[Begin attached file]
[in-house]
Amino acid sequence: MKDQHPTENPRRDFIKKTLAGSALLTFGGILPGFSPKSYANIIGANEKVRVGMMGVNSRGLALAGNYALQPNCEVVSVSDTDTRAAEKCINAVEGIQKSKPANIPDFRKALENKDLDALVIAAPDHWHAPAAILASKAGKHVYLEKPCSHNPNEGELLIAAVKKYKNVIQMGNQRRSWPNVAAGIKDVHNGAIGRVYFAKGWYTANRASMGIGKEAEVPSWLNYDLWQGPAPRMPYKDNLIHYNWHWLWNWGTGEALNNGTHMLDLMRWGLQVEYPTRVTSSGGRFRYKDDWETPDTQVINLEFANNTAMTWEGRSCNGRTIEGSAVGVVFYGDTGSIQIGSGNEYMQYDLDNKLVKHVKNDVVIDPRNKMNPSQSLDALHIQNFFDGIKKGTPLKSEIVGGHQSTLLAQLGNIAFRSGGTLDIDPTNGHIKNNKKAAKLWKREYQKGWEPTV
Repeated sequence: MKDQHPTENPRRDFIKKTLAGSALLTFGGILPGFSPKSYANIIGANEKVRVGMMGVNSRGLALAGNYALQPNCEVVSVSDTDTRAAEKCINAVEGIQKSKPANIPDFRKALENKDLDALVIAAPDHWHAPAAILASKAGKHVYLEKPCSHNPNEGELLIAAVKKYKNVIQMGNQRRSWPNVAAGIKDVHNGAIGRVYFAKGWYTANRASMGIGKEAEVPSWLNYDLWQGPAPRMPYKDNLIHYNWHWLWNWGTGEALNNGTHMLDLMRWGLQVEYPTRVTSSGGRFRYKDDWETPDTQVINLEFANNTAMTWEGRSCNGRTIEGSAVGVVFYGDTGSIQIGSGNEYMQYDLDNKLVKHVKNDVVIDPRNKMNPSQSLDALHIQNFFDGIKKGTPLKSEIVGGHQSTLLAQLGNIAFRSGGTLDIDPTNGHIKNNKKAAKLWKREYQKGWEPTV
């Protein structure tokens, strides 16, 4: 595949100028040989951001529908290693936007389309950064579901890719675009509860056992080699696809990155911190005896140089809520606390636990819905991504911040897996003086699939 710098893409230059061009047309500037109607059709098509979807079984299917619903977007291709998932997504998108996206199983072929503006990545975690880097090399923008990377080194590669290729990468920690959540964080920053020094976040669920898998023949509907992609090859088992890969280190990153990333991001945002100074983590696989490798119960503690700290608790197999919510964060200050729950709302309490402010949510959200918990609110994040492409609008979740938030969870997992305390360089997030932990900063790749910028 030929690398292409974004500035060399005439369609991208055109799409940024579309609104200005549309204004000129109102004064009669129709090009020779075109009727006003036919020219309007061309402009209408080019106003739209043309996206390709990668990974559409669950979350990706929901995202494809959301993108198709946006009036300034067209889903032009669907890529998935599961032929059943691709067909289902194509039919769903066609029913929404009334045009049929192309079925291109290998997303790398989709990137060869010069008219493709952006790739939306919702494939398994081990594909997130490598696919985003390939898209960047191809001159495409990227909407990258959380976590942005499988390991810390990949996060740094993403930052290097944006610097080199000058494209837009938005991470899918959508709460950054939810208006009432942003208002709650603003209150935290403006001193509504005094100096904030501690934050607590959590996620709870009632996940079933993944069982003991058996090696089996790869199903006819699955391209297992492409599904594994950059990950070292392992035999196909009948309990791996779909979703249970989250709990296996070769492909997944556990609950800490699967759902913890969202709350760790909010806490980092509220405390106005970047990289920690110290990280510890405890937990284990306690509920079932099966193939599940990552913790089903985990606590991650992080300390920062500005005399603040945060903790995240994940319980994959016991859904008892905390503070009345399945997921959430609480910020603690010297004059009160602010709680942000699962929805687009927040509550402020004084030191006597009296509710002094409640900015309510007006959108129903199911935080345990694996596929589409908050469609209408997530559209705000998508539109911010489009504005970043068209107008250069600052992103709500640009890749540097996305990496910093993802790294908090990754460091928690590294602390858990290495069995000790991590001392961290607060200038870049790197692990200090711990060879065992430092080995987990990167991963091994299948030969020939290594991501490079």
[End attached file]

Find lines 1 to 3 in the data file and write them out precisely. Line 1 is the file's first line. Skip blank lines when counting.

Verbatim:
[in-house]
Amino acid sequence: MKDQHPTENPRRDFIKKTLAGSALLTFGGILPGFSPKSYANIIGANEKVRVGMMGVNSRGLALAGNYALQPNCEVVSVSDTDTRAAEKCINAVEGIQKSKPANIPDFRKALENKDLDALVIAAPDHWHAPAAILASKAGKHVYLEKPCSHNPNEGELLIAAVKKYKNVIQMGNQRRSWPNVAAGIKDVHNGAIGRVYFAKGWYTANRASMGIGKEAEVPSWLNYDLWQGPAPRMPYKDNLIHYNWHWLWNWGTGEALNNGTHMLDLMRWGLQVEYPTRVTSSGGRFRYKDDWETPDTQVINLEFANNTAMTWEGRSCNGRTIEGSAVGVVFYGDTGSIQIGSGNEYMQYDLDNKLVKHVKNDVVIDPRNKMNPSQSLDALHIQNFFDGIKKGTPLKSEIVGGHQSTLLAQLGNIAFRSGGTLDIDPTNGHIKNNKKAAKLWKREYQKGWEPTV
Repeated sequence: MKDQHPTENPRRDFIKKTLAGSALLTFGGILPGFSPKSYANIIGANEKVRVGMMGVNSRGLALAGNYALQPNCEVVSVSDTDTRAAEKCINAVEGIQKSKPANIPDFRKALENKDLDALVIAAPDHWHAPAAILASKAGKHVYLEKPCSHNPNEGELLIAAVKKYKNVIQMGNQRRSWPNVAAGIKDVHNGAIGRVYFAKGWYTANRASMGIGKEAEVPSWLNYDLWQGPAPRMPYKDNLIHYNWHWLWNWGTGEALNNGTHMLDLMRWGLQVEYPTRVTSSGGRFRYKDDWETPDTQVINLEFANNTAMTWEGRSCNGRTIEGSAVGVVFYGDTGSIQIGSGNEYMQYDLDNKLVKHVKNDVVIDPRNKMNPSQSLDALHIQNFFDGIKKGTPLKSEIVGGHQSTLLAQLGNIAFRSGGTLDIDPTNGHIKNNKKAAKLWKREYQKGWEPTV